Based on my conversations with many parents, the scene I described above may be going on in many homes in the evening hours; loving parents trying to solve their children’s problems with being frightened at bedtime. Well known pediatrician and expert in child development, T. Berry Brazelton, tells us in his book Touchpoints (Perseus Books, 1992) that fear comes in various forms at different stage levels of the child’s development.
He points out that the occurrence of this fear must happen in order for the child to develop a sense of self-control over the feelings of fear. The onset of fear activates a sudden surge of adrenalin that serves to teach a child how to handle this physiological reaction and to learn to sooth him or herself in that moment. Throughout the various development stages, a child has a number of life experiences that, without warning, throws him or her off balance. These occurrences provide learning opportunities for the child to adjust and adapt to the surrounding world.
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Parents unknowingly play a key role in their child’s fearful experiences by helping them through it, not making a bigger issue of it than it should be. Without this awareness however, many adults inappropriately set out to eliminate the fear from their child’s experience as I had done, and rob the child of the ability to adapt and self-manage their emotions. It is an uncomfortable situation to see your child hurting emotionally and it becomes an automatic reaction of loving and uninformed parents to want to “make it all better” for their child, rather than allowing them to have the full experience.
Caregivers also get in the way of their child’s normal emotional development by attaching themselves to an experience their child has that simulates one they themselves have had at a younger age. The child suddenly becomes frightened of dogs. Seeing this reaction in their child, it instantly reignites the unresolved fear of dogs the adult had as a child. The adult then relives this childhood fear, adding their own anxiety to that of the child, inappropriately intensifying the fear for the child.
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Giving in to the child and focusing on the monsters is not the answer. I suggest to parents that they help their child focus on what to do about the feeling and not on the monster. I encourage adult caregivers I’m working with to help the child focus on what he or she can do to affect his environment that might be causing the fear. By the time my other two children came along, I had learned not to focus on the monster and instead, helped to coach each of them to determine what they could do that would make their room less scary. In other words, acknowledge the feeling of the fear, but then transfer all of the rest of my energy (and theirs) to helping determine what they could do about it.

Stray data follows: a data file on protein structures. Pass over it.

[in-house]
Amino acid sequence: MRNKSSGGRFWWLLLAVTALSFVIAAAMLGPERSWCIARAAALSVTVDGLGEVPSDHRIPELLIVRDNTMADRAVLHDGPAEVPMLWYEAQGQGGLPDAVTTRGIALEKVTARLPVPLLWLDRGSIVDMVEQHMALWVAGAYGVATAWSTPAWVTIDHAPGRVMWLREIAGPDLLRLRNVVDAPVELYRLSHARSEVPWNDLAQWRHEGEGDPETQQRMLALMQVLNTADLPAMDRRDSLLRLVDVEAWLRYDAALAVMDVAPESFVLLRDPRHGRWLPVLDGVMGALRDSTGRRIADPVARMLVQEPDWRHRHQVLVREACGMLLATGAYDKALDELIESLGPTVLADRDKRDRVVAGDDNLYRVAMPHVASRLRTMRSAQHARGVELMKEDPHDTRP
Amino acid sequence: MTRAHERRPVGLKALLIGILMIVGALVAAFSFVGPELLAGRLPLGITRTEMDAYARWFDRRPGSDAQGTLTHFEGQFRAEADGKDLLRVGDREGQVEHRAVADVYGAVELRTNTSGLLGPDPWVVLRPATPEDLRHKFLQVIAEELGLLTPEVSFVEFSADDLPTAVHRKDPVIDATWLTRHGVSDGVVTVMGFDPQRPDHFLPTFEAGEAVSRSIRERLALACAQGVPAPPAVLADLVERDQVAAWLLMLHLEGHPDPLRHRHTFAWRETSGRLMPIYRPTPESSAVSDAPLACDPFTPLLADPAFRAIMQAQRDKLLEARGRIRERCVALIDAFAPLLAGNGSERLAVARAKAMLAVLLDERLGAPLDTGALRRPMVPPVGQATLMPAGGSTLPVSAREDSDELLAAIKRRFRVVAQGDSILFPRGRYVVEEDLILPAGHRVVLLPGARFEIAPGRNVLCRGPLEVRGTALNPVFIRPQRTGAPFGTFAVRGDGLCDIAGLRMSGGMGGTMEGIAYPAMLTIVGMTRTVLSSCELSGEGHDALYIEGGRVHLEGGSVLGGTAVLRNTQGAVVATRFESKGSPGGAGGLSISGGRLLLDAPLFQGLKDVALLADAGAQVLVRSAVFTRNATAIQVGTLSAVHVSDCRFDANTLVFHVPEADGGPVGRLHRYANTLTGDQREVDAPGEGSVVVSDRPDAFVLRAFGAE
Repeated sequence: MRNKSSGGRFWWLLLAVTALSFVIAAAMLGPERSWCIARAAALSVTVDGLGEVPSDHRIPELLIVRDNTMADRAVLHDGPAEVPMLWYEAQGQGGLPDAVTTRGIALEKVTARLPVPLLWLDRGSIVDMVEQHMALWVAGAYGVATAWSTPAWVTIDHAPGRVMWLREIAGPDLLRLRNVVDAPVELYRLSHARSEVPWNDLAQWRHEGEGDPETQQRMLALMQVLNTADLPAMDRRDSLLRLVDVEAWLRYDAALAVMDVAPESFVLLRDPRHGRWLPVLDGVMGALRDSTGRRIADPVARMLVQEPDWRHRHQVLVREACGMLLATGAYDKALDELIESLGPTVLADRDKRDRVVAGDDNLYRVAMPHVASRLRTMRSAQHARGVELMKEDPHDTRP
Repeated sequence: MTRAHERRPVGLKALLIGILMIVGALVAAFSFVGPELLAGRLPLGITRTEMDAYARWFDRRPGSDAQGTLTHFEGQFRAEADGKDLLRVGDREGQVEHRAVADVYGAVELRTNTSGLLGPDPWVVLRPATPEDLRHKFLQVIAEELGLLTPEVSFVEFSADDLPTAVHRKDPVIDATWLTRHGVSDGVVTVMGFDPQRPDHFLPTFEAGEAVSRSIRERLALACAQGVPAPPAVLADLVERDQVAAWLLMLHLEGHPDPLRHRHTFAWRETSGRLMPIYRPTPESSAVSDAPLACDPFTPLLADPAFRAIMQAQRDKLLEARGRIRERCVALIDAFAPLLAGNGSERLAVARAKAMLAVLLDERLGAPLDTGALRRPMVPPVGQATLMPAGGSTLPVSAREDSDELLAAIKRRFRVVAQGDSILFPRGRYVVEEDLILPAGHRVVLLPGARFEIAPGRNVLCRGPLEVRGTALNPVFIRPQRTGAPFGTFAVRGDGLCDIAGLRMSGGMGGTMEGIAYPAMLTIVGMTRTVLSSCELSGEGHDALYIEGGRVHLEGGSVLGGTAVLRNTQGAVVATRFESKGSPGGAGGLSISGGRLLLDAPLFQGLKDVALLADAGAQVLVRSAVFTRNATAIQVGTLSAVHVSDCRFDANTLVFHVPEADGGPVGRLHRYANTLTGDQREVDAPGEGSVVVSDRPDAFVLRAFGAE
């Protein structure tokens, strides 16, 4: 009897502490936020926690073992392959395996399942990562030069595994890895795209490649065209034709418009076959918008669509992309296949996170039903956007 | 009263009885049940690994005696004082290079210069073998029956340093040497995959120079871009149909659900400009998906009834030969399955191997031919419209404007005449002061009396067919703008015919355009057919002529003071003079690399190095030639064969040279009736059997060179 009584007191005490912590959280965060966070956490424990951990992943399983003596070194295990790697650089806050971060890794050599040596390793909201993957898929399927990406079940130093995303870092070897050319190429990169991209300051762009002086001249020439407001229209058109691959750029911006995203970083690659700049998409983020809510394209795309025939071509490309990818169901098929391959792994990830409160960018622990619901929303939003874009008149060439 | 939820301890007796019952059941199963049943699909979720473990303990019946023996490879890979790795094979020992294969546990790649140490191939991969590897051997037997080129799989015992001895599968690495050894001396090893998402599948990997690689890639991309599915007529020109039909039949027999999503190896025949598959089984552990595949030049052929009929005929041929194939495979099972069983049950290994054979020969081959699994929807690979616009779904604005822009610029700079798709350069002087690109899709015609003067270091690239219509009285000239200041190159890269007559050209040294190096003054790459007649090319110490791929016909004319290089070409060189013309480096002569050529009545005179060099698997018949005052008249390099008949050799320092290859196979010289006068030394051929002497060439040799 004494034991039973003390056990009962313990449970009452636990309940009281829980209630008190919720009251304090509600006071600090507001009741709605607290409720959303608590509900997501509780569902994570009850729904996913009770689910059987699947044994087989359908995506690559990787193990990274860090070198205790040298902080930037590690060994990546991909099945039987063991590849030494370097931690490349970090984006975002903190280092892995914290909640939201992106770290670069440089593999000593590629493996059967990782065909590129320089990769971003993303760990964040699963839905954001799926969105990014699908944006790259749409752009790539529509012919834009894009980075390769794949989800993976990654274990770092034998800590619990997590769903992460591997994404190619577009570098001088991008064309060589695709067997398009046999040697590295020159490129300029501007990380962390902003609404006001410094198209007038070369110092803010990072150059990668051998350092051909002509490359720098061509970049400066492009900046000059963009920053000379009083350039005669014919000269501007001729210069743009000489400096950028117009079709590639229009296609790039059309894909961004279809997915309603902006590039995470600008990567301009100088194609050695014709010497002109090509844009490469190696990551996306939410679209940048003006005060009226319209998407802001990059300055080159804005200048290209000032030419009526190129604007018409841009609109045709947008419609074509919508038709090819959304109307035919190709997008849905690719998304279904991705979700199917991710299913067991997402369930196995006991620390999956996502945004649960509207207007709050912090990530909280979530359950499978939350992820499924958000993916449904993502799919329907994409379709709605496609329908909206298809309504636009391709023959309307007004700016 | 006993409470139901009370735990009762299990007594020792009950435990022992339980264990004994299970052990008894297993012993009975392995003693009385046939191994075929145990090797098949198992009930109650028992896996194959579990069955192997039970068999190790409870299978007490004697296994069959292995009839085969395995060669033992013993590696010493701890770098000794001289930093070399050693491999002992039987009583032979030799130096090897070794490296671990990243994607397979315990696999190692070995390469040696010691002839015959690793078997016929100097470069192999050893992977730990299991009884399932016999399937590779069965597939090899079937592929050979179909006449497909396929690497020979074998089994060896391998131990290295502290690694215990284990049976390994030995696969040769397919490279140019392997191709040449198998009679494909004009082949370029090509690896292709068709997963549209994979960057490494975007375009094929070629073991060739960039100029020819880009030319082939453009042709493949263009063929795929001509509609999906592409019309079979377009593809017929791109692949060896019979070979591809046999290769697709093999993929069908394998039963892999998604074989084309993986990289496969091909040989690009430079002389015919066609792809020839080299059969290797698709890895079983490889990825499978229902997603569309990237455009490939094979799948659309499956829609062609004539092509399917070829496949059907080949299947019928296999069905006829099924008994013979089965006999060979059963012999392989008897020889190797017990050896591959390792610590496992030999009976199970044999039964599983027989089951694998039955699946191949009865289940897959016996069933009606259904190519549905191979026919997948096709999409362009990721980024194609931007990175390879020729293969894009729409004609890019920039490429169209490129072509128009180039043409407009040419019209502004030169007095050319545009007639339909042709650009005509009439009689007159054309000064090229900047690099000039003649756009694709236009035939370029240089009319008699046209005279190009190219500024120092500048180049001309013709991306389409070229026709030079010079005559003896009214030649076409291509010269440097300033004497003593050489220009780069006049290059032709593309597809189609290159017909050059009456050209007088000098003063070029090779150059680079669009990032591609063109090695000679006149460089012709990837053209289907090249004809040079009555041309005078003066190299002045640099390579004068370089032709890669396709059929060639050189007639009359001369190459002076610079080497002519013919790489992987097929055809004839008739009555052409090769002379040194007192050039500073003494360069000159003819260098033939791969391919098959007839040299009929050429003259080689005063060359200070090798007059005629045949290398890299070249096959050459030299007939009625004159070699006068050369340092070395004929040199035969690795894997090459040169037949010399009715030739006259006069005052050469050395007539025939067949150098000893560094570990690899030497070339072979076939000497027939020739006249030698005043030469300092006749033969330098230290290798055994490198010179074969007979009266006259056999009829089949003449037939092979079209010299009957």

When my child would say, "there is a monster in my closet (or under the bed)," I would immediately say "It looks like you’re feeling scared... what do you think you could do to make your room less scary?" Sometimes my child would respond with "I don't know." I would then immediately say "Make believe you know." This seemed to give them permission to be creative. They would then come up with some possible solutions. One time, the solution my young daughter came up with was "I know, I can sleep with you!" I then said "That's a good idea, but Daddy is not willing to have anyone else sleep with him... what else can you come up with?" This exercise encouraged her to continue to generate ideas until she thought of one that I was OK with.
Help for parents on managing meltdowns: http://www.StopTheTantrums.com
Society puts so much emphasis on each of us working so hard to acquire our academic education, but rarely are we taught about the importance of increasing our emotional intelligence. Strangely enough, our prisons are filled with those who can read, write, and add, but it was most likely their inability to manage their emotions that got them there to begin with.
The next time your children become fearful about a monster in their closet, simply acknowledge their feelings and then coach them into developing a constructive solution of making their room less scary. The result for them will be feeling like they can adapt, manage their feelings, and realize the power to manipulate their own surroundings to diminish those uncomfortable feelings. It may also lead to you healing unresolved feelings of your own.
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Bill Corbett is the author of the award-winning parenting book series, LOVE, LIMITS, & LESSONS: A PARENT'S GUIDE TO RAISING COOPERATIVE KIDS (in English and in Spanish) and the executive producer and host of the public access television show CREATING COOPERATIVE KIDS. As a member of the American Psychological Association and the North American Society for Adlerian Psychology, Bill provides parent coaching and keynote presentations to parent and professional audiences across the country (http://www.OnlineParentCoaching.com). He sits on the board of the Network Against Domestic Abuse, the Resource Advisory Committee for Attachment Parenting International, and the management team of the Springfield Parent Academy. Bill's practical experience comes as a father of 3 grown children, a grandfather of two, and a stepdad to three. Get more parenting help at http://www.CooperativeKids.com.